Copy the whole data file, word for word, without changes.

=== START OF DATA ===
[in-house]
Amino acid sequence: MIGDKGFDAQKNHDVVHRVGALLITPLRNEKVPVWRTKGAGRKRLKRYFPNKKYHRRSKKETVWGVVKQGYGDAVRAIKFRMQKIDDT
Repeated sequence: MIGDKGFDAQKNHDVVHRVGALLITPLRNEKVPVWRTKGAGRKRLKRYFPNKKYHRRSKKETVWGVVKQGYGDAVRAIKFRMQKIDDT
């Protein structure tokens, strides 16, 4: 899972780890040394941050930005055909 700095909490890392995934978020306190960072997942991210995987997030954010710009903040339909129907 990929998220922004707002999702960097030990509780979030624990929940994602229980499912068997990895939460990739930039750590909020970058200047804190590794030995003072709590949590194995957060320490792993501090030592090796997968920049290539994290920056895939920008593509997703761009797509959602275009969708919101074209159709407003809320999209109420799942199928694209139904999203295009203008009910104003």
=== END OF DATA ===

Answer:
[in-house]
Amino acid sequence: MIGDKGFDAQKNHDVVHRVGALLITPLRNEKVPVWRTKGAGRKRLKRYFPNKKYHRRSKKETVWGVVKQGYGDAVRAIKFRMQKIDDT
Repeated sequence: MIGDKGFDAQKNHDVVHRVGALLITPLRNEKVPVWRTKGAGRKRLKRYFPNKKYHRRSKKETVWGVVKQGYGDAVRAIKFRMQKIDDT
């Protein structure tokens, strides 16, 4: 899972780890040394941050930005055909 700095909490890392995934978020306190960072997942991210995987997030954010710009903040339909129907 990929998220922004707002999702960097030990509780979030624990929940994602229980499912068997990895939460990739930039750590909020970058200047804190590794030995003072709590949590194995957060320490792993501090030592090796997968920049290539994290920056895939920008593509997703761009797509959602275009969708919101074209159709407003809320999209109420799942199928694209139904999203295009203008009910104003």